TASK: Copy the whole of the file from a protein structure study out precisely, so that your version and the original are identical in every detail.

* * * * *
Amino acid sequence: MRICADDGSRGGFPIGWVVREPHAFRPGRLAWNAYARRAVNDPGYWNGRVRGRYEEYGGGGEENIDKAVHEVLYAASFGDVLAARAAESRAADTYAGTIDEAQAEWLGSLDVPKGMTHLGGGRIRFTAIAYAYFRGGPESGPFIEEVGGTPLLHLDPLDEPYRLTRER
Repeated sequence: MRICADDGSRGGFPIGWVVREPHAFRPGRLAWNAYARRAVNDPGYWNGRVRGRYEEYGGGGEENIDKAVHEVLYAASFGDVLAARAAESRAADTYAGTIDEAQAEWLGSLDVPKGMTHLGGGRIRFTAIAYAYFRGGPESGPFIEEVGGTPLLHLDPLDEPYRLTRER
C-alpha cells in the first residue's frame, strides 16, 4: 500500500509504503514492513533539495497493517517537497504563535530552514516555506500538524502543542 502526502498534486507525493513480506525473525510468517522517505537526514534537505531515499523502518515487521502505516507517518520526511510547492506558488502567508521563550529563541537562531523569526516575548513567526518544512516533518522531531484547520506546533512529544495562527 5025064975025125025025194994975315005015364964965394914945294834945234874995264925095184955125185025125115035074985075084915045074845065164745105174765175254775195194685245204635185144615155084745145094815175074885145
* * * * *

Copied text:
Amino acid sequence: MRICADDGSRGGFPIGWVVREPHAFRPGRLAWNAYARRAVNDPGYWNGRVRGRYEEYGGGGEENIDKAVHEVLYAASFGDVLAARAAESRAADTYAGTIDEAQAEWLGSLDVPKGMTHLGGGRIRFTAIAYAYFRGGPESGPFIEEVGGTPLLHLDPLDEPYRLTRER
Repeated sequence: MRICADDGSRGGFPIGWVVREPHAFRPGRLAWNAYARRAVNDPGYWNGRVRGRYEEYGGGGEENIDKAVHEVLYAASFGDVLAARAAESRAADTYAGTIDEAQAEWLGSLDVPKGMTHLGGGRIRFTAIAYAYFRGGPESGPFIEEVGGTPLLHLDPLDEPYRLTRER
C-alpha cells in the first residue's frame, strides 16, 4: 500500500509504503514492513533539495497493517517537497504563535530552514516555506500538524502543542 502526502498534486507525493513480506525473525510468517522517505537526514534537505531515499523502518515487521502505516507517518520526511510547492506558488502567508521563550529563541537562531523569526516575548513567526518544512516533518522531531484547520506546533512529544495562527 5025064975025125025025194994975315005015364964965394914945294834945234874995264925095184955125185025125115035074985075084915045074845065164745105174765175254775195194685245204635185144615155084745145094815175074885145